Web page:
There’s Sun in the Last Days of the Shogunate, or The Sun Legend of the End of the Tokugawa Era. The Masters of Cinema disc opts for A Sun-Tribe Myth From the Bakumatsu Era. None of these are especially compelling, although the Masters of Cinema title comes closest, in my opinion. I’m generally in favor of translating titles into English—back in the days of video stores, it always used to drive me crazy when I browsed the “L” shelf to find all the French films thoughtlessly alphabetized there as if “Le” or “La” was the important word. A title is meant to be a marketing tool—a come-on to the audience, a label identifying the contents. If that title is incomprehensible, it cannot serve that purpose very well. A title like Bakumatsu Taiyo-den is hard to pronounce, hard to remember, hard to spell, and meaningless to most English-speaking viewers. But there are subtleties and nuances to the Japanese title that don’t translate well at all. In just seven syllables, Bakumatsu Taiyo-den efficiently signals (in Japanese) what you’re about to get: a mash-up of the “Sun-Tribe” genre of youth problem films (click back a couple of weeks to our discussion of Crazed Fruit for a refresher if needed) and the sword-and-topknot cycle of Samurai films (do you really need me to tell you what a samurai film is like?), specifically drawing the connection between the dawning of modernism at the end of the Samurai era and the uneasy postwar world of 1950s Japan. Oh, and did I mention it was a sex comedy?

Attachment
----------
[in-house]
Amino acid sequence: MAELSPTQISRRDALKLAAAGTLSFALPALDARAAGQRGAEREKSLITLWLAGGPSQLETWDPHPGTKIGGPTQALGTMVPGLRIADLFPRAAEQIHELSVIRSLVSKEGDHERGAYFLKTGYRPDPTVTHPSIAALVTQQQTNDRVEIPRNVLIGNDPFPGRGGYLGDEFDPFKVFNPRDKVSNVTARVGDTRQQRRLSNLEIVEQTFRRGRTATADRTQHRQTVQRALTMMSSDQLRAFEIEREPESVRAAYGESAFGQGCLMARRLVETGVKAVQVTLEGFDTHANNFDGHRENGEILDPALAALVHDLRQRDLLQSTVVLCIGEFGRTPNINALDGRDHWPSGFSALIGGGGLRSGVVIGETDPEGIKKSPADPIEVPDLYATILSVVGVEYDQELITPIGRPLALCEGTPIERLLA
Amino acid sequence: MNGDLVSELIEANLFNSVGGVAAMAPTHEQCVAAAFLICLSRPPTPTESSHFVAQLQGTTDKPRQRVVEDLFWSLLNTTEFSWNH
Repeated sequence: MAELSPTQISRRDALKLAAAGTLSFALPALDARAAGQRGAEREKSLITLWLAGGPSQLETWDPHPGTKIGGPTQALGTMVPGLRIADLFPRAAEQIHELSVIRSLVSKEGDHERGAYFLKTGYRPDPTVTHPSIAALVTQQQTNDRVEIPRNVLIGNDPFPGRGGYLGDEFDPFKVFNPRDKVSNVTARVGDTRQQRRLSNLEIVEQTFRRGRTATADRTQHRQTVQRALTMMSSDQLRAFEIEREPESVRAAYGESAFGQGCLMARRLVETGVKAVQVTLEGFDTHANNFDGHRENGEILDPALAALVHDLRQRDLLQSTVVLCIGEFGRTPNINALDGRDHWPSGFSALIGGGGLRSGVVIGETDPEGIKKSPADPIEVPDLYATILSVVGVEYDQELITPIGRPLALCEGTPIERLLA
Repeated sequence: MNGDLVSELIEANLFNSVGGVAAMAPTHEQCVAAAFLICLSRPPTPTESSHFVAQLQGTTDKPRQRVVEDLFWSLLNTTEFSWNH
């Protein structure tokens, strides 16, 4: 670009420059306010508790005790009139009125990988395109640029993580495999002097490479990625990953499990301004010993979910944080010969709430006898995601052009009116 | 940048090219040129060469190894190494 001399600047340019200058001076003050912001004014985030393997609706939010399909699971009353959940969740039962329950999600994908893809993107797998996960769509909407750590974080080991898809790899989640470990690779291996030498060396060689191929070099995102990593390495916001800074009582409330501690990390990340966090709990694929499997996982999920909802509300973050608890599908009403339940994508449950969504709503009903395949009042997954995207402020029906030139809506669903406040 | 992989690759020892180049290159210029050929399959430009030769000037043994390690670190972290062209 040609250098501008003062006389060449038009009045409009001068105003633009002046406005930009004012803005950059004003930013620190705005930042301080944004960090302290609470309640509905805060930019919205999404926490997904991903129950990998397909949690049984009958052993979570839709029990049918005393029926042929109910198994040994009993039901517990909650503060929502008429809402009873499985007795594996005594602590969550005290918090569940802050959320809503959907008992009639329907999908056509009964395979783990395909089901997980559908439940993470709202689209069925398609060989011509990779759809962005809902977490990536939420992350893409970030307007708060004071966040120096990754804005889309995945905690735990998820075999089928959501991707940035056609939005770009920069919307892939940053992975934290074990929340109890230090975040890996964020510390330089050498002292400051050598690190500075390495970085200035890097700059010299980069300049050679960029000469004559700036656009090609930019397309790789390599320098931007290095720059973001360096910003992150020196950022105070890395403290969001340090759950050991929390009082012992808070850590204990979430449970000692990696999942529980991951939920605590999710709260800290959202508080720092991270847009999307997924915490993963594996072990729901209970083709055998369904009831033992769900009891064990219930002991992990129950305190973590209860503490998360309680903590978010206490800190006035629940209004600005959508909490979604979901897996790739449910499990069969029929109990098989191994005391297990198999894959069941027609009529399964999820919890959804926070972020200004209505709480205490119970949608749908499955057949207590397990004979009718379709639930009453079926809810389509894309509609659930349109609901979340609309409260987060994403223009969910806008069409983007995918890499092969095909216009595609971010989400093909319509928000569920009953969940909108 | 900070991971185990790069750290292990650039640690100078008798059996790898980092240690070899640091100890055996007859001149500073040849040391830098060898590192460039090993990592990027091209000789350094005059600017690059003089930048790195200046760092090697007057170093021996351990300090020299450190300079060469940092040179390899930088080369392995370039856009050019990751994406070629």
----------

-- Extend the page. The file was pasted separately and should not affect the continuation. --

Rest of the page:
For all you fans of Mad Men left bereft after the end of the series, here’s a treat: a 1958 Japanese satire on the Advertising Age with a lot of the same flavor. Like Mad Men, it wallows in that glorious midcentury style, but tempers that aesthetic indulgence with a wary eye about the social costs of relentless exploitation and cutthroat competition. As an added bonus, Giants and Toys actually hails from the era it critiques, as if director Yasuzo Masumura was live-blogging from the epicenter of advertising excess.
If you’ve grown tired of my singular focus on slapstick comedy these last 4 weeks, have no fear—I now plan to be singularly obsessed with 1950s and 60s Japanese New Wave Cinema for the next 3 or 4 weeks. Not sure yet how long I can keep this up—or which of us will blink first.
But even if you’re not already familiar with these movies or their makers, I encourage you to give it a try—there is some truly awe-inspiring and powerful filmmaking from a half a century and half a world away that rivals or bests any Golden Age Hollywood film you can name. We’ll start with one of the standard bearers of the genre, the best jumping on point I can imagine–Ko Nakahira’s 1956 Crazed Fruit.